In this blog post I will guide through a small example of data analysis using a data-set containing figures about Cat vs Dog Popularity in the US.
Because it’s a programmable environment that uses command-line scripting, you can store a series of complex data-analysis steps in R. That lets you re-use your analysis work on similar data more easily than if you were using a point-and-click interface, notes Hadley Wickham, author of several popular R packages and chief scientist with RStudio.
It’s free, open source, powerful and highly extensible. “You have a lot of prepackaged stuff that’s already available, so you’re standing on the shoulders of giants,” Google’s chief economist told The New York Times back in 2009.
Before starting with this blog post, I completed the Try R Code School, a free tutorial online that guides users through examples and experiments.
Cats Vs Dogs Popularity in the US
In this example, I am using a data set that containing the Population and ownership by household of dogs and cats broken down by state via American Veterinary Medical Association (avma.org). It took me a while to understand the R syntax and so this example is very easy and perfect for people as me who are just initiating in this tool.
Let’s set up our working environment!
So, the first thing first, you need to install R, go to r-project.org, R runs on Windows, OS S and some other Unix platforms. Installing R is actually all you need to get started. However, I’d suggest also installing the free R integrated development environment RStudio, which is more user friendly, and which you can use to write your queries and get the visualization of your plots.
Once you are in RStudio, you need to set up your working directory under Session > Set Working Directory. I will be using the Graph Bar feature, I downloaded the package to do so by writing the following syntax: install.packages(“ggplot”)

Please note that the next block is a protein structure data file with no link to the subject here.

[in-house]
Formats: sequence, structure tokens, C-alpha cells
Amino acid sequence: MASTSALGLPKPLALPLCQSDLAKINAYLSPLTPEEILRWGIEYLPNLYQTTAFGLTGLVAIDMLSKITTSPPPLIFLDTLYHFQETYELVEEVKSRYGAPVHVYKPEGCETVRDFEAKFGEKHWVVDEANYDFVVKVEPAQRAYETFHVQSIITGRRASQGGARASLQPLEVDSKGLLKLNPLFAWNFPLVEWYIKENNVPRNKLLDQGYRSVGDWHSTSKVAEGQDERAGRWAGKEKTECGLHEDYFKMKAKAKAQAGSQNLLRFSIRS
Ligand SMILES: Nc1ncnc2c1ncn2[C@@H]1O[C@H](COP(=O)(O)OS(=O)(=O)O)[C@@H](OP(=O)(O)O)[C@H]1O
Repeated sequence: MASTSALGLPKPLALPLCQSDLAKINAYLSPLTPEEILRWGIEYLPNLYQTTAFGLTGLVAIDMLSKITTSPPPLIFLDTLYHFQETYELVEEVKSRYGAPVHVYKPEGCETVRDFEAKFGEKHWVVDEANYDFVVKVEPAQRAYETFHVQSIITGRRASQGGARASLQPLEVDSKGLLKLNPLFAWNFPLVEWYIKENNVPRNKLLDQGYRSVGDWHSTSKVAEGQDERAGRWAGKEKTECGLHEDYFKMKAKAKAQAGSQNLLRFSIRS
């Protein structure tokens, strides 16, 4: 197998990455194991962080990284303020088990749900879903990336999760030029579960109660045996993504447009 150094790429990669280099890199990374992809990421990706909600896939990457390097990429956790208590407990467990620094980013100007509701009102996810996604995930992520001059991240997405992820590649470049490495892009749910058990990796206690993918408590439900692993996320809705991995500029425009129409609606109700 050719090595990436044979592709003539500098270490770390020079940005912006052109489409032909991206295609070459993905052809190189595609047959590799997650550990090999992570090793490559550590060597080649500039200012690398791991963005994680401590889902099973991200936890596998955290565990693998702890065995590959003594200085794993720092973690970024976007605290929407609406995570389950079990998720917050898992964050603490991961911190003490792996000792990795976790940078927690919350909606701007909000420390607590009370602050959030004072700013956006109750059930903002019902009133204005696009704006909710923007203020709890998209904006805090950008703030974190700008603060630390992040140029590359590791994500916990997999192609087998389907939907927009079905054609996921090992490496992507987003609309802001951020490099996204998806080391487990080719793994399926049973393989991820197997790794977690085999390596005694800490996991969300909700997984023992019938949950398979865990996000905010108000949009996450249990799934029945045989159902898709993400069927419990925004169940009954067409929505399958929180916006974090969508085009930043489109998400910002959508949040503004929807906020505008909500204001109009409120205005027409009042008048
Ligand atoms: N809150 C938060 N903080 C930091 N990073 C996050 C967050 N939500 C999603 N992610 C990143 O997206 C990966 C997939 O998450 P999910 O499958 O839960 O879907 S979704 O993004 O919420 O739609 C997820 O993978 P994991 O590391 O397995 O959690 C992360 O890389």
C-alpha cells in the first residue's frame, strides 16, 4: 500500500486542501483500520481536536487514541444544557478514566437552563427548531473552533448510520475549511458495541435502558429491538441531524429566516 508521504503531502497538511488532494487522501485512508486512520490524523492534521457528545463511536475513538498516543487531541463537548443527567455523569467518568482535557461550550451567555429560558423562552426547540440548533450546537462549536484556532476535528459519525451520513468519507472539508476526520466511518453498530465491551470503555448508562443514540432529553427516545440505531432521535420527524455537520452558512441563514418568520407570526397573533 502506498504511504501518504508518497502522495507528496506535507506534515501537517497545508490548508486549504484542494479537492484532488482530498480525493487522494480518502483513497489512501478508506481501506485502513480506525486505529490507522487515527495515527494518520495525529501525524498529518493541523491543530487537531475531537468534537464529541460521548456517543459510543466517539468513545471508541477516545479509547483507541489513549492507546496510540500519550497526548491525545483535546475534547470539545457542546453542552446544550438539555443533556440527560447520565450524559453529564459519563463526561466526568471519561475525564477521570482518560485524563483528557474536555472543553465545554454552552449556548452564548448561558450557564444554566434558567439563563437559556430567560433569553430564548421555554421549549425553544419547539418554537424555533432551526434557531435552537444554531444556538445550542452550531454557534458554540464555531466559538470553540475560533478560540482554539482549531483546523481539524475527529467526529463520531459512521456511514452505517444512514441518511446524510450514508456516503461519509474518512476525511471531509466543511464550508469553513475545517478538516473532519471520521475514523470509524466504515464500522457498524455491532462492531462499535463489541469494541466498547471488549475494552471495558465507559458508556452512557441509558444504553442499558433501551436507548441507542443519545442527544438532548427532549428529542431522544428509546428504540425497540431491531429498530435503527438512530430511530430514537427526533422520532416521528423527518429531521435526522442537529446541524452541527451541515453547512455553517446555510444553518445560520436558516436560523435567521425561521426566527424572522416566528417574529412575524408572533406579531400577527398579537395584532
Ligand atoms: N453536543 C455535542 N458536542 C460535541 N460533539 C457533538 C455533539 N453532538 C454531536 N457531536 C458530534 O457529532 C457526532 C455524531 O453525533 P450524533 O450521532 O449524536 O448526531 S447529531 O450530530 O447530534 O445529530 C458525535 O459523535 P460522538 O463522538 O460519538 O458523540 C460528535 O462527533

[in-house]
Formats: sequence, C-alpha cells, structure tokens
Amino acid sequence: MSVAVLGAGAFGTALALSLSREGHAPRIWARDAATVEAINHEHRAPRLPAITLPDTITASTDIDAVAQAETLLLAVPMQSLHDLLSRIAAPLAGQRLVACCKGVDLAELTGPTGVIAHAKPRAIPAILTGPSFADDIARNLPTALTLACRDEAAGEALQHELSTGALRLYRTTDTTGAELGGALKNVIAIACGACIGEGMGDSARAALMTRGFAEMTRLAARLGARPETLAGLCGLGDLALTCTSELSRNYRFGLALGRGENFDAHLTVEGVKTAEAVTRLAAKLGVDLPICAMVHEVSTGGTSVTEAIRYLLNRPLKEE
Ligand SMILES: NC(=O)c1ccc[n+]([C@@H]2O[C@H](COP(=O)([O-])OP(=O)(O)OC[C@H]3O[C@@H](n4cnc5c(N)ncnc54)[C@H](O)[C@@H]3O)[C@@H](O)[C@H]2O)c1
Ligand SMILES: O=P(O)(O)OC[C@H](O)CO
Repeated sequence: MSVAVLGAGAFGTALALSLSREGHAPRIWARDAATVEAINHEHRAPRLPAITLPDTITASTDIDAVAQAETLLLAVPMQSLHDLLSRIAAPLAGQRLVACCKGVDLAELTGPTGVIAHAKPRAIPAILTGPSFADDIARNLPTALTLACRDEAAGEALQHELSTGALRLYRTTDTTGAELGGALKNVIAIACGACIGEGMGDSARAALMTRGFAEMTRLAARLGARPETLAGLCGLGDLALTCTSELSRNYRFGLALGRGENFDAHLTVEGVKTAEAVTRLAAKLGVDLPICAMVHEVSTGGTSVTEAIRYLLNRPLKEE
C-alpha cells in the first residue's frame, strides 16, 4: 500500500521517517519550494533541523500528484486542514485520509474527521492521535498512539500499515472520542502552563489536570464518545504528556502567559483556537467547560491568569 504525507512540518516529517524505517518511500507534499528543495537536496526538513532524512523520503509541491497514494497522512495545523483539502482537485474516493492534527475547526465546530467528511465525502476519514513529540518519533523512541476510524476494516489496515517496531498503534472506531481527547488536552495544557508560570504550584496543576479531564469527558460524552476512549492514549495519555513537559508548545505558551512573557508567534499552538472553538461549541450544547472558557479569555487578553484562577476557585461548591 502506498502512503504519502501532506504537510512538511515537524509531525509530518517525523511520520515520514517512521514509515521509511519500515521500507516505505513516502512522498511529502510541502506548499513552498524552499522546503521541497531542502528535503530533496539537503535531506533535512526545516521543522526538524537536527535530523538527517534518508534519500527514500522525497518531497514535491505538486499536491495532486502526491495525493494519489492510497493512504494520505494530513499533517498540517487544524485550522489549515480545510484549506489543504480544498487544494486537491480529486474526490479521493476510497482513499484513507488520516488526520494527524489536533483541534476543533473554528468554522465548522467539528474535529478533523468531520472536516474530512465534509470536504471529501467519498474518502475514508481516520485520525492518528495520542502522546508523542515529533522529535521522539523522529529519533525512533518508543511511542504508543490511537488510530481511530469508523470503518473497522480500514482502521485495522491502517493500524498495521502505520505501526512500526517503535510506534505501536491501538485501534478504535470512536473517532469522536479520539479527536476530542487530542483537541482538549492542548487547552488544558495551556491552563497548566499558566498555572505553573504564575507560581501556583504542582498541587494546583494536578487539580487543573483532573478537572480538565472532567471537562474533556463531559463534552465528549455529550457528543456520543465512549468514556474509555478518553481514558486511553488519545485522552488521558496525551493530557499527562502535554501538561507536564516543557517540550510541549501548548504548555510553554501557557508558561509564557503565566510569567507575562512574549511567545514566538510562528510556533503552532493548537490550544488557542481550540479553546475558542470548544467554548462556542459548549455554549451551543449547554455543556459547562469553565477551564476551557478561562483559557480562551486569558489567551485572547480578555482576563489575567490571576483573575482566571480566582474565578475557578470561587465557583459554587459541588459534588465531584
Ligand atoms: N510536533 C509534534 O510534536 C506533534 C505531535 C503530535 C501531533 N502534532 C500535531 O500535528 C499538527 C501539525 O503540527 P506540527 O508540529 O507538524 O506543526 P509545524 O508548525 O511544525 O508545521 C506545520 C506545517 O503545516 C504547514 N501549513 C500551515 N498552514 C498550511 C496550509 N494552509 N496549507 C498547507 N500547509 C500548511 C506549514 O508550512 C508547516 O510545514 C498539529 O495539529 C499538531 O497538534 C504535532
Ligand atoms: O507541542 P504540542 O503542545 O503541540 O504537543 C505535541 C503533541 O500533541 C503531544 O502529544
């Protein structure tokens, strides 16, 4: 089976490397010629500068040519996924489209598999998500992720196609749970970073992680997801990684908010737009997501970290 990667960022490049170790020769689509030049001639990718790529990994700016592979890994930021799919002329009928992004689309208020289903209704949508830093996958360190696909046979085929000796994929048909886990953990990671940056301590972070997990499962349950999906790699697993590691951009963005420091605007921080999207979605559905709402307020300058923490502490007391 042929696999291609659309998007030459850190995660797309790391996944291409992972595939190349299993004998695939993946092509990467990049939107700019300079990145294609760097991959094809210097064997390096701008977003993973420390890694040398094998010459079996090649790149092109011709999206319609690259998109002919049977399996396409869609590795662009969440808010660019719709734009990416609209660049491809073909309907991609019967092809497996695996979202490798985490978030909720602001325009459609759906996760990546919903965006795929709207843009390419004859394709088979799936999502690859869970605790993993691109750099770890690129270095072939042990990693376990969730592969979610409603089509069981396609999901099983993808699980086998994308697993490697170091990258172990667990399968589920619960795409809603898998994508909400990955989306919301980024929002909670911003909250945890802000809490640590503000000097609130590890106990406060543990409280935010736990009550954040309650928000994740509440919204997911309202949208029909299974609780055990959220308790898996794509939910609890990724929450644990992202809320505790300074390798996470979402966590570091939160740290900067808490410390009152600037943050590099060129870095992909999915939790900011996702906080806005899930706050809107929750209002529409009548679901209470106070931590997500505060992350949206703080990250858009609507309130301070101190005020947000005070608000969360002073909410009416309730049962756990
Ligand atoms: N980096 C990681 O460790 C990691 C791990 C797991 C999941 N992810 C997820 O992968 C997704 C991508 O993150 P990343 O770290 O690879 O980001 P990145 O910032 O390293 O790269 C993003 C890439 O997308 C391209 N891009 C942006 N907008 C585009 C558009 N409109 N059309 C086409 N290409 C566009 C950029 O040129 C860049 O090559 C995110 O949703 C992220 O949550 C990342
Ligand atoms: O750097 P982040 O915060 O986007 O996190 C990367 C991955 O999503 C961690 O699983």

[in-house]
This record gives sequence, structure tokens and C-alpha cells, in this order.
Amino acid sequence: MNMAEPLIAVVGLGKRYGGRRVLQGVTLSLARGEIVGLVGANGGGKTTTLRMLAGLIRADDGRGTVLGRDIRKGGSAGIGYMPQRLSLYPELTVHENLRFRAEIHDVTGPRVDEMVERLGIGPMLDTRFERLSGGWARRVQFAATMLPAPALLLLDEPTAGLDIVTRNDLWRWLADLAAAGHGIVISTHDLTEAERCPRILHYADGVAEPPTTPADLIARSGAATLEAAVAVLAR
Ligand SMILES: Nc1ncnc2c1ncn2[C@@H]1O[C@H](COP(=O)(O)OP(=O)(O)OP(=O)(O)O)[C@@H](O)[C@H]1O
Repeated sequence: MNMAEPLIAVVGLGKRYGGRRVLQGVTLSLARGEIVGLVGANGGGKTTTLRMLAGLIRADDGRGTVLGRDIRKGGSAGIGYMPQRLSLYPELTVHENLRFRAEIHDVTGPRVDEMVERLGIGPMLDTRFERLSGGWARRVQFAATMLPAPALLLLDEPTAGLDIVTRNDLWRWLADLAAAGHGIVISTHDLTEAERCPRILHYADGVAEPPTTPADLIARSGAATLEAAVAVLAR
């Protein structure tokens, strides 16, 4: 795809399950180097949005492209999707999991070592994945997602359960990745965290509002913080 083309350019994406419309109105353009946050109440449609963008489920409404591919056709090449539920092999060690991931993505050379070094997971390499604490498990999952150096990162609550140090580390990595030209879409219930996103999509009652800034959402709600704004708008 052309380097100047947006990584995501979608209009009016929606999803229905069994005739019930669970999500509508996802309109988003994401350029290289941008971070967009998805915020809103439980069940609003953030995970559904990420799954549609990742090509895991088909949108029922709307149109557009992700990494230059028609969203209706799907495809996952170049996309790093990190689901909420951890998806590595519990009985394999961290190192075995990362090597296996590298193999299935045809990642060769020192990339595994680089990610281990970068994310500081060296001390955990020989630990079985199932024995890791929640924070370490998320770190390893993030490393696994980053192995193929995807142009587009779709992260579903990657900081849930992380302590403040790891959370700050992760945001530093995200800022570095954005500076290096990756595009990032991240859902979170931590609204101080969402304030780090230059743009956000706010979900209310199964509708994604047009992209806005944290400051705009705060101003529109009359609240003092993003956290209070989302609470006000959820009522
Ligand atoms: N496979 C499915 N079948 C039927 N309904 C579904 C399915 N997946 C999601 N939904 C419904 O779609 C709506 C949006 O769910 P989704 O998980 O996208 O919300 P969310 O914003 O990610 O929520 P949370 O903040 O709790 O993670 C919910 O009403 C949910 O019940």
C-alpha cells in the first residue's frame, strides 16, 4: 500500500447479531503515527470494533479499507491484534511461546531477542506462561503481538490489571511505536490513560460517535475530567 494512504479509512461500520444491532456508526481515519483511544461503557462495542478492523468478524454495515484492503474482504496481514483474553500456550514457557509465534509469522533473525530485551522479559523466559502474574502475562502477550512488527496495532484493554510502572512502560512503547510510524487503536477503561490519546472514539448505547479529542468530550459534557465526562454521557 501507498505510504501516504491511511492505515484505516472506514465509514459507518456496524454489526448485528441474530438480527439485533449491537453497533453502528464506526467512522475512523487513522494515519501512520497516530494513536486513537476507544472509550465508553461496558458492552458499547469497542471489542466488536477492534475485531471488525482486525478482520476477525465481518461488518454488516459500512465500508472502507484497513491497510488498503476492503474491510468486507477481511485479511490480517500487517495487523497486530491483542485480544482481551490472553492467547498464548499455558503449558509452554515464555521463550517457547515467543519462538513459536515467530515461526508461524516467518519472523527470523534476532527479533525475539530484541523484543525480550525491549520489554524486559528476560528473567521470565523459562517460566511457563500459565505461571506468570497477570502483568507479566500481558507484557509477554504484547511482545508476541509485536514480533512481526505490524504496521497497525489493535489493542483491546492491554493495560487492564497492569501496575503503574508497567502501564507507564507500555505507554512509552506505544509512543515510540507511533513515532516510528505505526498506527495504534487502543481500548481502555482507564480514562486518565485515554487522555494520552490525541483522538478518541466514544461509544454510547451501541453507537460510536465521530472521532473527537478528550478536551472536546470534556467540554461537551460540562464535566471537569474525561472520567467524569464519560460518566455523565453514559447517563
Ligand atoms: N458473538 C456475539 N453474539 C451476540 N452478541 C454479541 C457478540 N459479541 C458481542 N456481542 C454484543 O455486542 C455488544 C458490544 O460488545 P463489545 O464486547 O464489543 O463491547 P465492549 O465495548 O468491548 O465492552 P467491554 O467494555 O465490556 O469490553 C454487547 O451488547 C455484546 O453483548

Import the data-set catsvsdogs in csv format, include the headers and separate them by commas for easier visualization of the data.
What States in the US Own more Pets?
In the following barplot is easy to observe the distribution of pets -cats and dogs- by US States.
See here the syntax I used to create the graph above:
barplot(catsvdogs$PetHousesP, space =1, main = “US Homes with Dogs or Cats by State”, ylab=”Percent of Homes”, col=”grey50″)
text(seq(1.5,98,by=2), par(“usr”)-0.25, srt=60, adj=1, xpd=TRUE, labels = paste(states), cex = 0.7)
Cats Vs Dogs
This graph shows the distribution of cats and dogs by state, as you can see there is only a slight difference between cats and dogs population.
I used the next syntax to create the graph above.
Cats and Dogs Percentage Bar Plot
Use data.frame to create a 50 x 2 array of dog and cat percentages
myarray <- data.frame(catsvdogs$DogOwnersP , catsvdogs$CatOwners)
Use barplot to plot the array, barplot expects an vector of heights so in this case we transpose to 2 x 50 array
barplot(t(myarray), space =0.7, names.arg = catsvdogs$Location, las=2, col= c(“blue”,”red”), cex.names = 0.75, main = “Homes with Cats and Dogs”, cex.main = 0.85)
las=2 puts the labels at 90 degrees to the axis, cex adjusts character sizes on labels and title
legend(legend = c(“Dogs”, “Cats”), fill = c(“blue”,”red”), cex = .65, ncol =2,x=-5, y=93, bty=”n”)
bty = “n” removes the box from the legend, x and y positions it, and ncol makes the legend 2 columns wide
In R is possible to create a geographical map and associate the data-set results, this visualisation will show a physical distribution of the pets, I would like to see if the households with more pets are close to each other, near to cost lines or in the interior or the country for example.
If we create a correlation map, we wil be able to see if there is any correlation between dogs and cats owner, how many of them own dogs and cats at the same time, or if the owners or a particular pet are more inclined not to share with other pets.
R language definitely takes time to learn, the syntax is not as intuitive as you may like, but if you are looking for precise results, this tool will provide you with that.